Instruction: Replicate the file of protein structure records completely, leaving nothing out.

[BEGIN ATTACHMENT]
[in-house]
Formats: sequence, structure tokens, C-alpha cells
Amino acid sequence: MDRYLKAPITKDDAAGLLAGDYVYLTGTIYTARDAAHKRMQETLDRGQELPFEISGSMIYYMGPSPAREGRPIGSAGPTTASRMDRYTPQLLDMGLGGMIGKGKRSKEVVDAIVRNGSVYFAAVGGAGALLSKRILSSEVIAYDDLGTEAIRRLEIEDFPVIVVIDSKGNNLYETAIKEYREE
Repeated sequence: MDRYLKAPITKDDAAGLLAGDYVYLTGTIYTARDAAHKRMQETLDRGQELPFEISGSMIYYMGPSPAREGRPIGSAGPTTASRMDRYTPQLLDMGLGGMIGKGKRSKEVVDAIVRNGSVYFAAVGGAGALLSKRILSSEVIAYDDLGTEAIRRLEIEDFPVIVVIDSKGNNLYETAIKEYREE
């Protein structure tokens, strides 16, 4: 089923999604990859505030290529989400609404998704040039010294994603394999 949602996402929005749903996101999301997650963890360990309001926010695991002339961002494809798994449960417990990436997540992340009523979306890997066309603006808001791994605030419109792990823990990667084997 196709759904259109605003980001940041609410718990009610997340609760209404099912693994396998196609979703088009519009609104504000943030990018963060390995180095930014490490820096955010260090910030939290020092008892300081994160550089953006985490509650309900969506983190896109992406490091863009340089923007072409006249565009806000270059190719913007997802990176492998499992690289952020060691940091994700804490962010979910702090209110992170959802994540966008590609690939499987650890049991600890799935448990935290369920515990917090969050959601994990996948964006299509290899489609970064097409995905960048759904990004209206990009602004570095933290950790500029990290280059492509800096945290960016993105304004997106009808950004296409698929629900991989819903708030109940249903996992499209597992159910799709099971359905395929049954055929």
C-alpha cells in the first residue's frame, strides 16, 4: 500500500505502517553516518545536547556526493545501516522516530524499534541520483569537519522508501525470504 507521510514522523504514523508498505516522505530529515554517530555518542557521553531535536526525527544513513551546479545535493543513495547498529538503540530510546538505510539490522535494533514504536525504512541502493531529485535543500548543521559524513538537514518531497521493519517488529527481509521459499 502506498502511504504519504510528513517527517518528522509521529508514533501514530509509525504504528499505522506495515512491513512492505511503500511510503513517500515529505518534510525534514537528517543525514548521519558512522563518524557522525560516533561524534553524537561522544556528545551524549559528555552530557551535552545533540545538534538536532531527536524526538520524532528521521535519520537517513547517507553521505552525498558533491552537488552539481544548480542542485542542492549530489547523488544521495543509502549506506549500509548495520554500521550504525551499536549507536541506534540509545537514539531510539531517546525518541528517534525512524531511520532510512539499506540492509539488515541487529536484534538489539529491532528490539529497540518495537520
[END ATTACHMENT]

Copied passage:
[in-house]
Formats: sequence, structure tokens, C-alpha cells
Amino acid sequence: MDRYLKAPITKDDAAGLLAGDYVYLTGTIYTARDAAHKRMQETLDRGQELPFEISGSMIYYMGPSPAREGRPIGSAGPTTASRMDRYTPQLLDMGLGGMIGKGKRSKEVVDAIVRNGSVYFAAVGGAGALLSKRILSSEVIAYDDLGTEAIRRLEIEDFPVIVVIDSKGNNLYETAIKEYREE
Repeated sequence: MDRYLKAPITKDDAAGLLAGDYVYLTGTIYTARDAAHKRMQETLDRGQELPFEISGSMIYYMGPSPAREGRPIGSAGPTTASRMDRYTPQLLDMGLGGMIGKGKRSKEVVDAIVRNGSVYFAAVGGAGALLSKRILSSEVIAYDDLGTEAIRRLEIEDFPVIVVIDSKGNNLYETAIKEYREE
């Protein structure tokens, strides 16, 4: 089923999604990859505030290529989400609404998704040039010294994603394999 949602996402929005749903996101999301997650963890360990309001926010695991002339961002494809798994449960417990990436997540992340009523979306890997066309603006808001791994605030419109792990823990990667084997 196709759904259109605003980001940041609410718990009610997340609760209404099912693994396998196609979703088009519009609104504000943030990018963060390995180095930014490490820096955010260090910030939290020092008892300081994160550089953006985490509650309900969506983190896109992406490091863009340089923007072409006249565009806000270059190719913007997802990176492998499992690289952020060691940091994700804490962010979910702090209110992170959802994540966008590609690939499987650890049991600890799935448990935290369920515990917090969050959601994990996948964006299509290899489609970064097409995905960048759904990004209206990009602004570095933290950790500029990290280059492509800096945290960016993105304004997106009808950004296409698929629900991989819903708030109940249903996992499209597992159910799709099971359905395929049954055929």
C-alpha cells in the first residue's frame, strides 16, 4: 500500500505502517553516518545536547556526493545501516522516530524499534541520483569537519522508501525470504 507521510514522523504514523508498505516522505530529515554517530555518542557521553531535536526525527544513513551546479545535493543513495547498529538503540530510546538505510539490522535494533514504536525504512541502493531529485535543500548543521559524513538537514518531497521493519517488529527481509521459499 502506498502511504504519504510528513517527517518528522509521529508514533501514530509509525504504528499505522506495515512491513512492505511503500511510503513517500515529505518534510525534514537528517543525514548521519558512522563518524557522525560516533561524534553524537561522544556528545551524549559528555552530557551535552545533540545538534538536532531527536524526538520524532528521521535519520537517513547517507553521505552525498558533491552537488552539481544548480542542485542542492549530489547523488544521495543509502549506506549500509548495520554500521550504525551499536549507536541506534540509545537514539531510539531517546525518541528517534525512524531511520532510512539499506540492509539488515541487529536484534538489539529491532528490539529497540518495537520